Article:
The stock hit $90.17 before closing at $87.02, up $10.18 or 13.25 per cent Friday on the Toronto Stock Exchange.
The Wall Street Journal and Bloomberg reported that Valeant (TSX:VRX) was close to a deal to acquire Bausch and Lomb for about $9 billion.
Valeant manufactures and sells a broad range of drugs primarily in the areas of dermatology, neurology and branded generics.
The company did not immediately return requests for comment.
Analyst David Krempa of Morningstar said the acquisition fits with Valeant's strategy and would give it another growth platform.
"It's not too surprising because Valeant, for the last year or so, has been talking about how they want to get into the ophthalmology market," he said in an interview.
Krempa added that Valeant has indicated that it was looking for a deal valued at $5 billion to $10 billion.
He expects Valeant would use the same strategy it followed in building its dermatology business — use Bausch as a platform for further expansion.
Valeant can also reduce costs by selling the products through its existing sales force.
While the deal is expected to bring significant tax savings, operational cost synergies won't likely be as large as in past deals because it doesn't have a large presence in ophthalmology, said Krempa.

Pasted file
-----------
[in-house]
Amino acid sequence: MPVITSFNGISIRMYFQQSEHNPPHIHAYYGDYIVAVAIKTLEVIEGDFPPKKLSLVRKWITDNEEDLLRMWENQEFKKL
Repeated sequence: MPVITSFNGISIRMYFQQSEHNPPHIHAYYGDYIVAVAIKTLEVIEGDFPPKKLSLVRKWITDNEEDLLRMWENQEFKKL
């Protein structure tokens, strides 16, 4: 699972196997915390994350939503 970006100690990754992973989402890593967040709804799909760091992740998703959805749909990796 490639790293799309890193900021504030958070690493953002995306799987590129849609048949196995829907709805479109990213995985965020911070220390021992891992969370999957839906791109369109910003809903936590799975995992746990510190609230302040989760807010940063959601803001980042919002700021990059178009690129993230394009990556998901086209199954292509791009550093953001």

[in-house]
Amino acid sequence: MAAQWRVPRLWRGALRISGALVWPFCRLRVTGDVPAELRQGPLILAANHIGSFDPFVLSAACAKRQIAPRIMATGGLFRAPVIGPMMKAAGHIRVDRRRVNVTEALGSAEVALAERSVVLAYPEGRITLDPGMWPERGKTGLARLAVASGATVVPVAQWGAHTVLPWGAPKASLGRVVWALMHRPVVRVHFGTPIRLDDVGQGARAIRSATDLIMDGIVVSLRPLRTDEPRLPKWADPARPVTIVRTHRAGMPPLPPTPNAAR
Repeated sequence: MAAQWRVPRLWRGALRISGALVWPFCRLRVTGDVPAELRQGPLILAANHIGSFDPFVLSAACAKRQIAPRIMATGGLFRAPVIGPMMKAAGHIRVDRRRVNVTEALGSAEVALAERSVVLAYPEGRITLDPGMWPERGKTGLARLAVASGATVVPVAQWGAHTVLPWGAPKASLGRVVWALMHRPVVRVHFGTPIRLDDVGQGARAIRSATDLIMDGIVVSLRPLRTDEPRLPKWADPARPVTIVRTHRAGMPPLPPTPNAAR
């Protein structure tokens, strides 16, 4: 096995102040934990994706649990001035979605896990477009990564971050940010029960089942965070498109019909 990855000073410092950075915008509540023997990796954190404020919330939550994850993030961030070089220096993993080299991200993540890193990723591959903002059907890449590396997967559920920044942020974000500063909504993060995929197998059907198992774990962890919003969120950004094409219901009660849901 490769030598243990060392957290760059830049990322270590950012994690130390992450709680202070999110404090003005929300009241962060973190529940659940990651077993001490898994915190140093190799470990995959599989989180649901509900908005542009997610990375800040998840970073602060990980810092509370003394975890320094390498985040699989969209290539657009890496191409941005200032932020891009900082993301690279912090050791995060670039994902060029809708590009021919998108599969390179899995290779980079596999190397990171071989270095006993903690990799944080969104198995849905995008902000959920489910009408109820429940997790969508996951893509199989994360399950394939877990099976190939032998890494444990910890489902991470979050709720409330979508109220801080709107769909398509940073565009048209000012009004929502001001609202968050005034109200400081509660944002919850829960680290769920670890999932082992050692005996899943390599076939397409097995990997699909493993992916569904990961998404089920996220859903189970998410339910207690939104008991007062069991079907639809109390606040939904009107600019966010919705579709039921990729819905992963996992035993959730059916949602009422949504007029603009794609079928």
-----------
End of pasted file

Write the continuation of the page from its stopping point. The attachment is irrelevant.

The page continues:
The acquisition would put Valeant in competition with established players like Novartis, Allergan, and Johnson & Johnson, which lead Bausch & Lomb in most product categories, he said.
"While we think the ophthalmology industry will present some attractive opportunities for Valeant, we would not expect it to rise to a dominant position as it did in dermatology," Krempa wrote in a report.
Valeant attempted to purchase Ista Pharmaceuticals in early 2012, but was outbid by Bausch & Lomb. It acquired EyeTech in February 2012 for an undisclosed price and then bought the Visudyne product line from QLT Inc. in late 2012 for a little more than $100 million.
Krempa said the Bausch & Lomb transaction would likely be paid mostly in stock because of Valeant's high debt following its purchase of Medicis.
A share dilution may trouble some shareholders, but the run-up in the company's share price should offset some of those concerns, he added.
Bausch and Lomb is owned by private equity investment firm Warburg Pincus, which bought the company in 2007. It sells wide range of drugs and contact lens products.
Warburg Pincus and Bausch and Lomb declined comment on the report.